Saturday, August 9, 2008

How to Buy Ethnic Ingredients

Why do Indian dal and Thai tom kha gai taste so much better at ethnic restaurants? Because of the quality and authenticity of the ingredients. If you want to re-create the flavors of your favorite cuisine, buy authentic condiments, grains and spices. The real thing makes all the difference in the world.

Because of the overwhelming number of international ingredients, it's best to explore by food or country of origin. For instance, Oaxacan tamales are banana leaf-wrapped (versus corn shuck), but banana leaves are commonly found in Thailand, as well as Mexico. From a western perspective, Asian cuisine offers particularly unique flavors. Buying a cuisine-specific cookbook or visiting a corresponding website usually gives a pretty in-depth breakdown.

Understand some of the common uses of different ingredients. Most often, what really differentiates a meal isn't the main ingredient--meat, fish, large vegetable. It's the herbs, spices, rices, small vegetable, liquids, etc., that takes your food abroad. These can be used to season or marinate. Combined with a simple broth, stock or even water, they can make soups. You'll soon find the most common ethnic ingredients are powders and leaves, both used to create flavors.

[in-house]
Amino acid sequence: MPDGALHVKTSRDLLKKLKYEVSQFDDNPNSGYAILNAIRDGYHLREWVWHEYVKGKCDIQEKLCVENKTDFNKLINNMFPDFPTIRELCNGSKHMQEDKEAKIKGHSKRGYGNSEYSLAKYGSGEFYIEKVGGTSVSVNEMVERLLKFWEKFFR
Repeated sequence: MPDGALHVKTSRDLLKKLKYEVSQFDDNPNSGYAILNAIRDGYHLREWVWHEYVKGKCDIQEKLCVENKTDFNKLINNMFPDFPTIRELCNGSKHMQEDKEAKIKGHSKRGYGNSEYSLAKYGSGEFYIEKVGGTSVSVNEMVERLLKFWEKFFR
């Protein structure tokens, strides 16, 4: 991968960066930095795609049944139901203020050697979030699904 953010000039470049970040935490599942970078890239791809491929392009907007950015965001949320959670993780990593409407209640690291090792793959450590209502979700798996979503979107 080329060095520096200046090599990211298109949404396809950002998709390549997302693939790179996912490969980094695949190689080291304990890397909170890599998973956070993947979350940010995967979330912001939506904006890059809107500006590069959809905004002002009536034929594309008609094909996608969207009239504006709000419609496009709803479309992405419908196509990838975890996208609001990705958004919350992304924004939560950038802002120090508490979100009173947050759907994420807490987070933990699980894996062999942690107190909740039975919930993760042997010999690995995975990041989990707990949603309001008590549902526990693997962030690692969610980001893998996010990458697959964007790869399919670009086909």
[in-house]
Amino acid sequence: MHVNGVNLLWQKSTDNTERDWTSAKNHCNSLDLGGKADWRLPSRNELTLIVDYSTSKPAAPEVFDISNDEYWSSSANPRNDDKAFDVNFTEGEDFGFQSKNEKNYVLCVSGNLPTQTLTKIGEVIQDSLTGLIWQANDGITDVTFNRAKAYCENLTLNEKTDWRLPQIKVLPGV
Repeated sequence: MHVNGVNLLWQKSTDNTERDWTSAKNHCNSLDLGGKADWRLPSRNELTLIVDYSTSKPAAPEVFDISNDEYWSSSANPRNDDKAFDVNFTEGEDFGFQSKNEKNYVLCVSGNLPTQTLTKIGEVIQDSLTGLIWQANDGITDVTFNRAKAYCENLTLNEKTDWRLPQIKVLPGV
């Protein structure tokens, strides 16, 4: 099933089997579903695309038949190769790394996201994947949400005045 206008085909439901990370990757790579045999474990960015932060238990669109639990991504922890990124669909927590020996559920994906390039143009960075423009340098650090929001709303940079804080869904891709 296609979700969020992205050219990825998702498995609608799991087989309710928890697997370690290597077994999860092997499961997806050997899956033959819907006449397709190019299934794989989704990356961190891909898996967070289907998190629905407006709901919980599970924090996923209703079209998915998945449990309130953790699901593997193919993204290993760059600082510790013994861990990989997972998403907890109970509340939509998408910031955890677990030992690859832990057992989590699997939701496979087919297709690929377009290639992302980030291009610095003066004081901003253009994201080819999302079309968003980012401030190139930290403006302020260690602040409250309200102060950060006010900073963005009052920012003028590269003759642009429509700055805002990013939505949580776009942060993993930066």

Find out where to buy them. Sometimes, spices like curry or chili paste can be found at the local supermarket. But many require a bit of a field trip. Seek out Indian grocers or hispanic mercados. In fact, many Middle Eastern and Asian items can only eb found in Asian markets. If you live in a larger metropolitan area, there's likely to be a section of town where Asian markets abound. In smaller areas, you may have one or two, or you might have to substitute with a specialty market. Most specialty markets can order items for you if you give them fair notice. If all else fails, find out what immediately available ingredients can be combined as a substitute flavor.

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